- Computer-Aided Design (CAD) where IEC 60601-1 was assessed for general requirements for basic safety and essential performance;
- IEC 14971 was assessed for applications of risk management to medical devices;
- IEC 62366 was assessed for applications of usability engineering to medical devices.
Results - Design and Development
This study documents the design & development of an arm cryocompression wrap from a concept to a trial-ready prototype. The mixed-methods HudPAX approach promoted the strategic implementation of multiple complementary research methods, through the process of input gathering, ideation and prototyping and designing for manufacture, ultimately producing an Alpha prototype and facilitating a user-centered focus group study.
Evidence Based Design Inputs
Design inputs were generated based on clinical evidence, which was gathered from over 400 cycles of cryotherapy using the two modalities: continuous-flow cooling, and cryocompression (17–19). These inputs formed the primary framework for generating feasibility considerations in the initial ideation phase. Inputs gathered include aspects pertinent to three key design requirement categories including: i. Compatibility with chemotherapy, ii. Safety and tolerability, and iii. Use over multiple cycles (Table 1).
Ideation and Prototyping
The HudPAX method integrates a well-established commercial product design & development framework, the Double Diamond design process, an incremental ideation approach to explore the full range of potential concepts. With the evidence-based design inputs as a foundation, Phase 1 (Discover - Research) and Phase 2 (Define - Ideate) were explored (Figure 2), primarily, through sketching, appearance modeling and sketch modeling techniques, utilizing low-cost materials including paper, card, and foam (Figure 3). These sketch models utilize fast and effective methods for evaluating concepts prior to investment into conventional or more expensive methods. The quantity of design concepts generated was open-ended, facilitating the consideration of a wide scope of ideas, and was subjective to finding the optimal design solution. The sketches were later translated into CAD models to enable detailing, including design for manufacturing elements and exploring the integration of user-centered aspects; the CAD data also made possible 3D printing.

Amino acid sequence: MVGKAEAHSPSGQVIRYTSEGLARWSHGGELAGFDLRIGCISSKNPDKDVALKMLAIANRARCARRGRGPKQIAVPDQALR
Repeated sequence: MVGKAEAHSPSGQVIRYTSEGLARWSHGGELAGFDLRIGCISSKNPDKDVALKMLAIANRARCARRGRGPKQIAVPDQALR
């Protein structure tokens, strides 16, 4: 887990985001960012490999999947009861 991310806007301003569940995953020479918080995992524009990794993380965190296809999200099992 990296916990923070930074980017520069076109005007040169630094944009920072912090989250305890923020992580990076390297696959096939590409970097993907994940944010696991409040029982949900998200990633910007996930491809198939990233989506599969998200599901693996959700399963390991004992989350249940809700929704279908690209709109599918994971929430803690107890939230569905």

Figure 3. Ideation tools: Sketches (A) Paper sketch modeling - Form (B), sketch modeling (technical considerations) (C).
An initial design concept was selected by the team, where ergonomic aspects were explored. The ergonomic foundation of this design was adjustability which allows the wraps to fit a wide variety of users' arm types/sizes, tightening it to different contours, and loosening if patients experience discomfort or sensitivity to the cold, in addition it provides easy removal for toilet breaks or in emergencies. The arm wrap will cover a large portion of the arm, hence many variables were to be addressed including: finger, palm and wrist size, forearm girth and arm length. Design mechanisms were used to allow for the required levels of adjustability including Velcro® and flaps for extending or reducing individual zones of the arm wrap. This development phase also involved the analysis of: suitable materials, exploration of potential manufacturing methods, testing, technical requirements (including flow rates and cooling efficiency), safety, regulatory standards, comfort, and aesthetics.
The ergonomic design concept was implemented in the initial designs (Figures 4, 5) where considerations of form and function were integrated based on the evidence-based inputs including attachment method, intravenous cannula site access, cooling areas and ease of access.
Apart from evidence-based ergonomic inputs, the initial designs also included considerations of the optimal therapeutic parameters (best tolerable temperature and pressure ranges), based on pilot clinical trial efficacy data (17–19). Features such as integration of skin temperature sensors were explored to facilitate continual monitoring and feedback control, potentially enhancing treatment efficacy and patient comfort.
Based on the knowledge, from our pilot studies, that the forearm is able to tolerate lower temperatures than the fingertips, a feature of thermoregulating different zones was investigated through a concept which utilized three separate cooling bladders per arm (Figure 4).